Friday, March 9, 2018

Cecil Leeson, Classical Saxophonist

The three major pioneer virtuosi of the classical saxophone in the early 20th century were Marcel Mule in France, Sigurd Rascher in Germany and Denmark (and later in the U.S.), and Cecil Leeson, who was born on the plains of North Dakota in 1902. Although Leeson taught at Northwestern and Ball State Universities later in his career, his influence as a teacher was not widespread; his importance lies in his groundbreaking concertizing and recording, the commissioning of important works for saxophone, and as a historian of the instrument. Leeson was the first saxophone recitalist at Town Hall in New York (in 1937), and Paul Creston's very important Suite, Sonata, and Concerto for alto saxophone were all written for Leeson. And he was arguably the first American to record "serious" classical saxophone music - depending on how one defines those terms, of course. Leeson died in 1989.

Here is a three-record album of 12" 78s on American Decca, with Leeson and pianist Josef Wagner playing Edvard Moritz's Sonata for Alto Saxophone and Piano, op. 96, composed for Leeson in 1939. Although the album bears a 1941 copyright date, it was probably recorded in 1940; it appears in Decca's 1941 catalog, which "contains all records released to December 1, 1940." My copy is presumably from later in the 1940s; the first disc uses an early-1940s label style, but the other two records have labels of a variety that Decca introduced in 1946. (It was not unusual for record companies to use up remaining stock of discontinued labels, even if that meant that records in an album set had different labels, or even if two sides of a record had different label styles.)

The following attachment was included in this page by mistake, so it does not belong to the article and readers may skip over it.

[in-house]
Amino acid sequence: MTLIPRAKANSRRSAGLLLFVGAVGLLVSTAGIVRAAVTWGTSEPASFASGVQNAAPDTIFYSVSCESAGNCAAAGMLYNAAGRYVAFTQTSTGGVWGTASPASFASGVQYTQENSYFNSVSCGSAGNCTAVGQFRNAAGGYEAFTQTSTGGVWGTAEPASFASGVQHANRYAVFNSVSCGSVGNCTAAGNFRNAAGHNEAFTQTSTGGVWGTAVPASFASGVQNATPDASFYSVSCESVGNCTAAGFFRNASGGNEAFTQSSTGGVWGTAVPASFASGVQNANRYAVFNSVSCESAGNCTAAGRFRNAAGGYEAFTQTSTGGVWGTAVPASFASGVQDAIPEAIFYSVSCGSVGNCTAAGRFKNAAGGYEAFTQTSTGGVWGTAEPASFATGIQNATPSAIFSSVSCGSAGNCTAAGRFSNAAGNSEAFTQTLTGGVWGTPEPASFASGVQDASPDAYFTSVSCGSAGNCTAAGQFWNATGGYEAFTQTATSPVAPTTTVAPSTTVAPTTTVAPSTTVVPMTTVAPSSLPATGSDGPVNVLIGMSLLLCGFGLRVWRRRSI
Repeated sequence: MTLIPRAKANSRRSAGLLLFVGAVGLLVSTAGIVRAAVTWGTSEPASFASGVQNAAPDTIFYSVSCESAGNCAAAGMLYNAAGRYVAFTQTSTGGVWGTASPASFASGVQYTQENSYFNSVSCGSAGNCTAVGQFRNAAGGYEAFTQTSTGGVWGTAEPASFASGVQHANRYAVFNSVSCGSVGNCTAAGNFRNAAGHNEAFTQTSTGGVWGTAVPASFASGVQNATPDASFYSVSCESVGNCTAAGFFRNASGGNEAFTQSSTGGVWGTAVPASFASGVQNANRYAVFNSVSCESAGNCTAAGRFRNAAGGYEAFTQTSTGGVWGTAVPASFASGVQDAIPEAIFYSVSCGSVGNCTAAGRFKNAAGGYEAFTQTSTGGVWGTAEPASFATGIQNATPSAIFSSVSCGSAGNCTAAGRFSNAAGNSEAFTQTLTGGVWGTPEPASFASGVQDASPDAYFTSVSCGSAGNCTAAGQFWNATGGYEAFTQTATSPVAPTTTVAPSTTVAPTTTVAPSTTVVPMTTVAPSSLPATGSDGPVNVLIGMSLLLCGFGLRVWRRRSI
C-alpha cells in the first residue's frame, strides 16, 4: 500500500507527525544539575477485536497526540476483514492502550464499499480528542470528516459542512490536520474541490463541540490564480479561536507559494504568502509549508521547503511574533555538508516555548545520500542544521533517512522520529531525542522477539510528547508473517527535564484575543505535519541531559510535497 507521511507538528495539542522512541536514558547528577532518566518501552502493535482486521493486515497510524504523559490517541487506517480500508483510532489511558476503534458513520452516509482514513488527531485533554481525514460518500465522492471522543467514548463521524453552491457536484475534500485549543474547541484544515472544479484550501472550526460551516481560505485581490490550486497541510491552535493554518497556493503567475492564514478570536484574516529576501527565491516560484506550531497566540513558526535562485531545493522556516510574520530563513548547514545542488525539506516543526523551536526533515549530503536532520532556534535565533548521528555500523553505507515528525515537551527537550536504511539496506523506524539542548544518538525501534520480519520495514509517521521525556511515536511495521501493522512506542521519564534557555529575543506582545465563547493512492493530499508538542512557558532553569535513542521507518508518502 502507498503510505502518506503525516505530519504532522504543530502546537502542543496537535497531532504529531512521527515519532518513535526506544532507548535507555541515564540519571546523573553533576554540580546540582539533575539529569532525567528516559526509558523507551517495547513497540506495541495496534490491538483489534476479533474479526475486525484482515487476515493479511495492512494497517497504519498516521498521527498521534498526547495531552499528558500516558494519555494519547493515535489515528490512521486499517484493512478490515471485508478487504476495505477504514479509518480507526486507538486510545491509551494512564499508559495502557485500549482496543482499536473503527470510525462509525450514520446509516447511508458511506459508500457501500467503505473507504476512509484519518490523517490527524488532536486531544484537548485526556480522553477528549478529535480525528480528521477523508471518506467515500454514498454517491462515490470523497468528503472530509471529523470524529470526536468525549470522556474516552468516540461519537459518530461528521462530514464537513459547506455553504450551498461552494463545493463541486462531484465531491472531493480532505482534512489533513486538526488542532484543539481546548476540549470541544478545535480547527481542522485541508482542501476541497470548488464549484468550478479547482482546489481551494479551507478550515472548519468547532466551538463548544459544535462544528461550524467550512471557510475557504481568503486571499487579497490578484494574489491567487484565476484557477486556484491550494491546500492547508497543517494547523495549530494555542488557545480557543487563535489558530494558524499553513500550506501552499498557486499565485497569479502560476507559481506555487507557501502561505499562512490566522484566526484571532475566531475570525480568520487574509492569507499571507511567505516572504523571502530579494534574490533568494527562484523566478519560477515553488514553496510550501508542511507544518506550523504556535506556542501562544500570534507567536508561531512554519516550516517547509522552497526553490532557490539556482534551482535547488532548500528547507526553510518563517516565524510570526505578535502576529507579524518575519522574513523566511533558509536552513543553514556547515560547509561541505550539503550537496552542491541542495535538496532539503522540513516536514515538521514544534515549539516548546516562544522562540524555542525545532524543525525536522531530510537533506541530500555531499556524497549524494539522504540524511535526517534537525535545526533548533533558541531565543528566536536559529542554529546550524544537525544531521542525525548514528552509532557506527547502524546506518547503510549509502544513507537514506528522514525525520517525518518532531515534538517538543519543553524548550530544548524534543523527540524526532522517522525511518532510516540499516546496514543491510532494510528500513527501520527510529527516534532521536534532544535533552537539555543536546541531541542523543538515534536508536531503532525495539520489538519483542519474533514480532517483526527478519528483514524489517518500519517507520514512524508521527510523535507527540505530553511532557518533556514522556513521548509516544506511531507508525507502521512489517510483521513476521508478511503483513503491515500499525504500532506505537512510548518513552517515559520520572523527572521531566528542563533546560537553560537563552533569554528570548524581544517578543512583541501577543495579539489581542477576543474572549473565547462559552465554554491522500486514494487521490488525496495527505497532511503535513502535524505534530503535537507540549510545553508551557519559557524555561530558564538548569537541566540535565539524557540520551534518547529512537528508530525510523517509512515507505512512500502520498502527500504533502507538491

Moritz (1891-1974) found himself in the unenviable position of being a prominent Jewish musician and composer in Hitler's Germany, so he emigrated to the United States in 1937. He composed and taught in New York City for the rest of his life; pop/jazz pianist and singer Bobby Scott was one of his students.

As a saxophonist, I find Leeson's performance more engaging that Moritz's composition, which is accomplished without being particularly original or interesting. The phrase that came to my mind when I first listened was, "This is Brahms plus whole-tone scales." But as a pioneering saxophone recording, this album is very interesting indeed. (I believe that it's the first multi-record classical saxophone album recorded in the U.S.) On the original issue, three of the four movements are split onto two sides of a record - the short third movement is complete on the first part of side five - but I have edited the parts together and present them here as separate movements. In researching this blog entry, I found that there is already a transfer of these records online, but I immodestly think that my transfer is somewhat better.

There's a nice booklet included in the album, and due to the scarcity of these records (I searched for a copy for several years) I'm including scans of the all pages.

Moritz - Sonata for Alto Saxophone and Piano, op. 96:

First movement - Allegro molto

Second movement - Molto andante

Third movement - Scherzo - presto

Fourth movement - Finale - quasi allegro

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